Steel prices have been on an upward trajectory since October, but are likely to change direction by this summer, predicts John Anton, director of steel analytics for IHS Markit. Anton is scheduled to make another appearance as a panelist at Steel Market Update’s premier event, the 2018 Steel Summit Conference, set for Aug. 27-29 at the Georgia International Convention Center in Atlanta.
“Prices by August will have retreated by quite a bit, for several reasons,” Anton told SMU. First, the premium of steel prices over input costs, particularly for ore-based steel, is extremely wide. The last time steel prices were this high, iron ore was trading at $150 per ton; today it is selling at half that amount. “Ore is overpriced and should face downward pressure,” Anton said. ‘Iron ore should go down from here, and that argues for a lower steel price.” The price of coal is also trending downward.
Anton also believes the current steel prices will prompt mills to add production. “I look at idled capacity around the world and believe there will be a supply response to the high steel prices.”
Globally, steel demand is good, but not good enough to absorb a big bump in supply. Demand in Europe is stronger than expected, but China and the U.S. may not meet their high expectations this year, he said.
China accounts for about half the world’s steel production. What happens in China will impact the rest of the world. Much depends on the stimulus package the Chinese government initiates this year. “We believe Chinese buyers have overpaid for iron ore, rebar and flat steel in anticipation of a stimulus package being announced in March or April,” Anton said. IHS Markit does not believe that China will stimulate. If the government does not implement a stimulus, or it is more modest than the market predicted, Chinese steel prices could see a correction. Chinese steel prices have already been slipping since December.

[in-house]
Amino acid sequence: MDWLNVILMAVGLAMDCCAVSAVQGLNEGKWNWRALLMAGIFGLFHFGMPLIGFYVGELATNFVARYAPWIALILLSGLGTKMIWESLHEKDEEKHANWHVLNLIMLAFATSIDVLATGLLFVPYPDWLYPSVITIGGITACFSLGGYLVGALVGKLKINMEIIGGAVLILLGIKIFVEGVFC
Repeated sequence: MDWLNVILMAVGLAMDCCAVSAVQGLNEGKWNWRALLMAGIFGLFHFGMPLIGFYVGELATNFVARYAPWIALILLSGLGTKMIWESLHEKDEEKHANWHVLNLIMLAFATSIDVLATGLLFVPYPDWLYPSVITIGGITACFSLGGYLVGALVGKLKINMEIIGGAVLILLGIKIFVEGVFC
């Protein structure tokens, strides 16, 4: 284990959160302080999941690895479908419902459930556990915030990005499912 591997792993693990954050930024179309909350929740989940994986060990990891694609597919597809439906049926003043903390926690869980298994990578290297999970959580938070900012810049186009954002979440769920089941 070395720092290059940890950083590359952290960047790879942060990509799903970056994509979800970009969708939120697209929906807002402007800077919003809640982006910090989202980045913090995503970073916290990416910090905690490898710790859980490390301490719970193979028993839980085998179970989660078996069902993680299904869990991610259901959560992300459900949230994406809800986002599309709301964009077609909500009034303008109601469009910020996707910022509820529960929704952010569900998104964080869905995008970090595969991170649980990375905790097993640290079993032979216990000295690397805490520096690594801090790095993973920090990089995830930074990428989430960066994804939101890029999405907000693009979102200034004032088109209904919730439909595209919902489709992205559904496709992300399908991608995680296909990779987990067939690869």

In the United States, it’s questionable how much the infrastructure program just announced by the Trump administration will stimulate the economy. The president has proposed just $20 billion in additional federal spending each year for the next decade, relying on state and local governments and private investors to fund the bulk of the much-needed road and bridge improvements. “There may be something [in terms of infrastructure], but it won’t be enough the move the needle,” Anton said.
Assuming there are no unexpected events, such as bad weather that interrupts ore shipments from Australia or no stimulus in China, prices in Europe should start to decline in May, with prices in the U.S. following suit in June or July, Anton predicts.
He expects President Trump’s long-awaited decision on Section 232 to be a nonevent for the market and the already-high steel prices. “My forecast presumes 232 is a token. The president is not going to do nothing, but as far as something that is actually impactful, I do not have 232 in my forecast.”
Steel summit attendees will have an opporunity to speak to Mr. Anton about his forecast for summer 2018 steel pricing. John Anton will join Timna Tanners, Bank of America Merrill Lynch mining and steel analyst, on a panel where they will forecast steel and commodity prices for 2019. This will be the eighth time the popular duo has graced our conference. You can find more information about this year’s conference on our website: www.SteelMarketUpdate.com/events/steel-summit or you are welcome to contact us at info@SteelMarketUpdate.com.
Tim TriplettRead more from Tim Triplett
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